A Placebo-Controlled Trial of Pregabalin (Lyrica) for Irritable Bowel Syndrome


Rochester, Minn.

Trial status:

Open for Enrollment

Why is this study being done?

This study is being done to see if Lyrica helps people with irritable bowel syndrome. Lyrica is the trade name for pregabalin, which was first approved by the FDA in June 2005 and has been available through prescription since fall 2005, and is marketed by Pfizer. Lyrica is known to have clinical efficacy treating pain disorders including irritable bowel syndrome-related conditions such as fibromyalgia.

Who is eligible to participate?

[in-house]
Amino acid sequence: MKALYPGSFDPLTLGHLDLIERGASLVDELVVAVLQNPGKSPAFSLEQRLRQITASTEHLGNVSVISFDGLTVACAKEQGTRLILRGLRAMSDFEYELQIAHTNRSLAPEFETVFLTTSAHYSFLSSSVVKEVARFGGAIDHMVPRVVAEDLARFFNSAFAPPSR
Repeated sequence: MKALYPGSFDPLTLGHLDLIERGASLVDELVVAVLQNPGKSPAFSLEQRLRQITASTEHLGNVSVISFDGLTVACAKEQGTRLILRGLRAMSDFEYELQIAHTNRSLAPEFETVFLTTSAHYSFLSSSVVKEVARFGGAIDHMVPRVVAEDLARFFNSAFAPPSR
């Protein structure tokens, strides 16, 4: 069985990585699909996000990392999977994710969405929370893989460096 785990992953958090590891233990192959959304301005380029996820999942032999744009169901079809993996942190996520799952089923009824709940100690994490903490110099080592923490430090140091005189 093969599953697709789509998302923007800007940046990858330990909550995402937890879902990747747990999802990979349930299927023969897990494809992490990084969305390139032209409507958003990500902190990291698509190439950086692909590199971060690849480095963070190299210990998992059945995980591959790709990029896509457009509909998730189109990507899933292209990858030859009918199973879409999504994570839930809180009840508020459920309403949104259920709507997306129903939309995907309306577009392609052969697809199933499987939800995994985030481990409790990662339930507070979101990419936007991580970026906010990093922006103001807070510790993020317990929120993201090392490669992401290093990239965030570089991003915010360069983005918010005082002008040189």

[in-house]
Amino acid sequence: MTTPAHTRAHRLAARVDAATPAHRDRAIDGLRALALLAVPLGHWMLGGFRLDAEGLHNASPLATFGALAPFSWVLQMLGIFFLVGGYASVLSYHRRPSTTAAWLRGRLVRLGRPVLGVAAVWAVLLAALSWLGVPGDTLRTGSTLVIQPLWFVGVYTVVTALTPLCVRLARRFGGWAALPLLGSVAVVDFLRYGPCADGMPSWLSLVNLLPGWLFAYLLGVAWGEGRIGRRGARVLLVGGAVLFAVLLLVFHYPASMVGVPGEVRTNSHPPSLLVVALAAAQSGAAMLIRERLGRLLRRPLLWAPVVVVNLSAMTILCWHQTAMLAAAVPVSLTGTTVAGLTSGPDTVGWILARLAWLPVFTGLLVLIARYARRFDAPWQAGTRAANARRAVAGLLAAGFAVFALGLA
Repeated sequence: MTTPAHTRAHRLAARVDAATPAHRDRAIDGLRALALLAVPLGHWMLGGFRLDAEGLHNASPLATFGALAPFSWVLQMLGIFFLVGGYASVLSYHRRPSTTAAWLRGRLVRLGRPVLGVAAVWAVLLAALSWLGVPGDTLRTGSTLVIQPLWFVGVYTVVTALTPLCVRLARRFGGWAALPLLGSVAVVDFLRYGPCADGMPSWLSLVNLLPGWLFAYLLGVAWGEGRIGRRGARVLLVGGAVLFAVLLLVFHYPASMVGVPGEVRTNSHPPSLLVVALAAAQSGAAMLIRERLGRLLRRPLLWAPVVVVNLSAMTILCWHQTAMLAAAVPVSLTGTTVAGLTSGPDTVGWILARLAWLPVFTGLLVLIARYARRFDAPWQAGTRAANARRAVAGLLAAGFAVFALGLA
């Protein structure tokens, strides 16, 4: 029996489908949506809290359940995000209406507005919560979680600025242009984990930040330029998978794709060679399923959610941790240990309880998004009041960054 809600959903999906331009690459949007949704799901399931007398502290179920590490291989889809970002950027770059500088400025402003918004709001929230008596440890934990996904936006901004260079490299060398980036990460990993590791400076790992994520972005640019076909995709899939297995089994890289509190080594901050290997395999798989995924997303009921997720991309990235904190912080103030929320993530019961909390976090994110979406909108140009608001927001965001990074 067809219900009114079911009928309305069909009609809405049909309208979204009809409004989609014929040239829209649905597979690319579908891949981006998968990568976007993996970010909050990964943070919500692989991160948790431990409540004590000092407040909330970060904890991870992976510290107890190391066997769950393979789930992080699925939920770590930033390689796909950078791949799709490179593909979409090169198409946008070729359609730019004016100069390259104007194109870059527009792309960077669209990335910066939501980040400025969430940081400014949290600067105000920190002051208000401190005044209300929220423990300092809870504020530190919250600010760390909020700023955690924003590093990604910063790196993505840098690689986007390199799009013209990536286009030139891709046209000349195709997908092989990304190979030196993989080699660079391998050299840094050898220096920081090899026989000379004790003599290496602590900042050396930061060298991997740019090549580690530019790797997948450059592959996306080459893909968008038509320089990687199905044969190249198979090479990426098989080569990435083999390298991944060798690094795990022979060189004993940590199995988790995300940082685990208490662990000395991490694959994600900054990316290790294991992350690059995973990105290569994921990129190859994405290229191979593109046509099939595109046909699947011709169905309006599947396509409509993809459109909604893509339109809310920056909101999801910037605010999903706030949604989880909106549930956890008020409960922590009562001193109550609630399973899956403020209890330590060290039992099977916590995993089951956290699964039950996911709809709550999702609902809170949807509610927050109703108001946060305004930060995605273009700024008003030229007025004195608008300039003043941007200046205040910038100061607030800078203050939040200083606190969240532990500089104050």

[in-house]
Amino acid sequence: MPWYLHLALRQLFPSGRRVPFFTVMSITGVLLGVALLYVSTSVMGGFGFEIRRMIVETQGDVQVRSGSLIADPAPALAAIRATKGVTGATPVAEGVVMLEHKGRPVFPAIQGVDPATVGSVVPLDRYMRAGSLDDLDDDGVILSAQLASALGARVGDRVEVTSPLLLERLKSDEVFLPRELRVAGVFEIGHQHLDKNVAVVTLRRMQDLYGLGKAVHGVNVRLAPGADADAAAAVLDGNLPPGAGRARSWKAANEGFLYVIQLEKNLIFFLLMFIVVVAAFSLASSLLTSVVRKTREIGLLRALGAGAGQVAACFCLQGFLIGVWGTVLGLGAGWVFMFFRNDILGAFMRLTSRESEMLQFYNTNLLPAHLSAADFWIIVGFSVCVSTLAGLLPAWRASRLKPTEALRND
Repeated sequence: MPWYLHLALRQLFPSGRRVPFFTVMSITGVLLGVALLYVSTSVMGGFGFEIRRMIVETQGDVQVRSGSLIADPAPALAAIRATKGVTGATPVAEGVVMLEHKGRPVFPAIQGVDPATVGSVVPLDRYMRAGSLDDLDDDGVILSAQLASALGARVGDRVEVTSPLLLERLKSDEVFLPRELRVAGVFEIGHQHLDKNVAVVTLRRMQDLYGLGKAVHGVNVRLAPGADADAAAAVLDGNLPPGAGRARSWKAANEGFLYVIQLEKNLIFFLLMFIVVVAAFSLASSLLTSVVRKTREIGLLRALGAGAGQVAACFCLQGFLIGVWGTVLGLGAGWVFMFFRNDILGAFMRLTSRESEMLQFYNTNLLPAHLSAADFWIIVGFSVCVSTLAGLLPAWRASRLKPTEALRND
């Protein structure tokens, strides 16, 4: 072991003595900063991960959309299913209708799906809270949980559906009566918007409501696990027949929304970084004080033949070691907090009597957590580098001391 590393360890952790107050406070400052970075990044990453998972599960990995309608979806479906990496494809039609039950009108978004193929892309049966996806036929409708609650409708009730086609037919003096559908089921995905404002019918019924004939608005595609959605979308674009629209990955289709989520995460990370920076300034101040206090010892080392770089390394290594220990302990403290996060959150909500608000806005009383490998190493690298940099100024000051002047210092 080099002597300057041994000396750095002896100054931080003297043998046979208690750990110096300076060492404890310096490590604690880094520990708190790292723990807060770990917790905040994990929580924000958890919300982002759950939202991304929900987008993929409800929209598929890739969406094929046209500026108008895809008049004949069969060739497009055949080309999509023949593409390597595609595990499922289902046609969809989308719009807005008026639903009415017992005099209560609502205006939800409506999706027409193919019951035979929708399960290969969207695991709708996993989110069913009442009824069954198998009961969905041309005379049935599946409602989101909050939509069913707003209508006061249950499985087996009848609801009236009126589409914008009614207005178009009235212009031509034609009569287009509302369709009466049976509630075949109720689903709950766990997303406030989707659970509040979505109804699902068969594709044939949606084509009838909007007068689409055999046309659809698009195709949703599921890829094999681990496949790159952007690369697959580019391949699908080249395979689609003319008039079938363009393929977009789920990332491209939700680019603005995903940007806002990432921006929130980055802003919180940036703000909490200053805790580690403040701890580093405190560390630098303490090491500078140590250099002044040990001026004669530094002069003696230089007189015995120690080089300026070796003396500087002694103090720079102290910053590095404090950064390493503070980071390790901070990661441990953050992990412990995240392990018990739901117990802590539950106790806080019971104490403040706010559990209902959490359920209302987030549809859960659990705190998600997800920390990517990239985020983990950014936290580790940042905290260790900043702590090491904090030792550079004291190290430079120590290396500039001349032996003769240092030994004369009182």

Inclusion Criteria: - Established diagnosis of IBS - Experience pain with relief with defecation - 50/100 or greater of pain or discomfort scores during the two-week baseline period - At least three pain attacks in a month, with at least three episodes of pain intensity equal to or exceeding 50/100 - 18-70 years of age - U.S. resident - English-speaking (able to provide consent and complete questionnaires) - Able to participate in all aspects of the study Exclusion Criteria: - Known alternative/concurrent gastrointestinal diagnosis (e.g. Crohn's disease, ulcerative colitis, microscopic colitis, active celiac sprue, chronic pancreatitis or pancreatic insufficiency, scleroderma, chronic intestinal pseudo-obstruction, bacterial overgrowth, recent (<6 months) intestinal bacterial/protozoal/ parasitic infections, HIV, fecal incontinence, small bowel or colonic resection, unresolved or active pelvic floor dysfunction, paraplegia or quadriplegia); - Current symptoms of severe depression, as measured by Hospital Anxiety and Depression Scale (HADS) score (greater or less than 15); - Mental retardation or any condition requiring a legal guardian; - Current or past history of psychotic disorder (schizophrenia, bipolar disorder) - Recent or current use (within past 30 days) of drugs that interact with Pregabalin: - ACE inhibitors (e.g. Zestril, Altace, Lotensin) - Rosiglitazone (Avandia) or Pioglitazone (Actos) - Narcotic anti-pain medications (e.g. oxycodone, morphine) - Anti-anxiety medications (e.g. lorazepam, alprazolam, diazepam) - Unable to withdraw medications at least 72 hours prior to the study, because we will evaluate patient's response to pregabalin therapy for relief of IBS-associated pain and disturbed sleep. 1. Non-narcotic anti-pain medications (e.g. nonsteroidal antiinflammatory drug (NSAIDs), ultram, neurontin, etc.) 2. Mexiletine, steroids, dextromethorphan. 3. Insomnia medications (e.g. benzodiazepines, zolpidem, diphenhydramine, melatonin, etc.) - Planned surgery (especially transplant) or anesthesia exposure during trial - Are pregnant, lactating, likely to become pregnant during medication phase and not willing to use a reliable form of contraception (barrier contraceptives, diaphragm, injections, intrauterine device, surgical sterilization, or abstinence) - Recent or current use (within 30 days) of Pregabalin - Known allergy to Pregabalin - Significant acute or chronic progressive neurologic, hepatic, renal, cardiovascular, respiratory or metabolic disease - Recent history of alcohol or substance dependence use or abuse - Another household member or relative participating in the study - Professional drivers or operators of heavy machinery - Major cardiovascular events in the last 6 months - Use of IBS-specific drugs such as tegaserod (Zelnorm) and Lotronex (Alosetron) (within 30 days) - Participation in another clinical trial (within 30 days)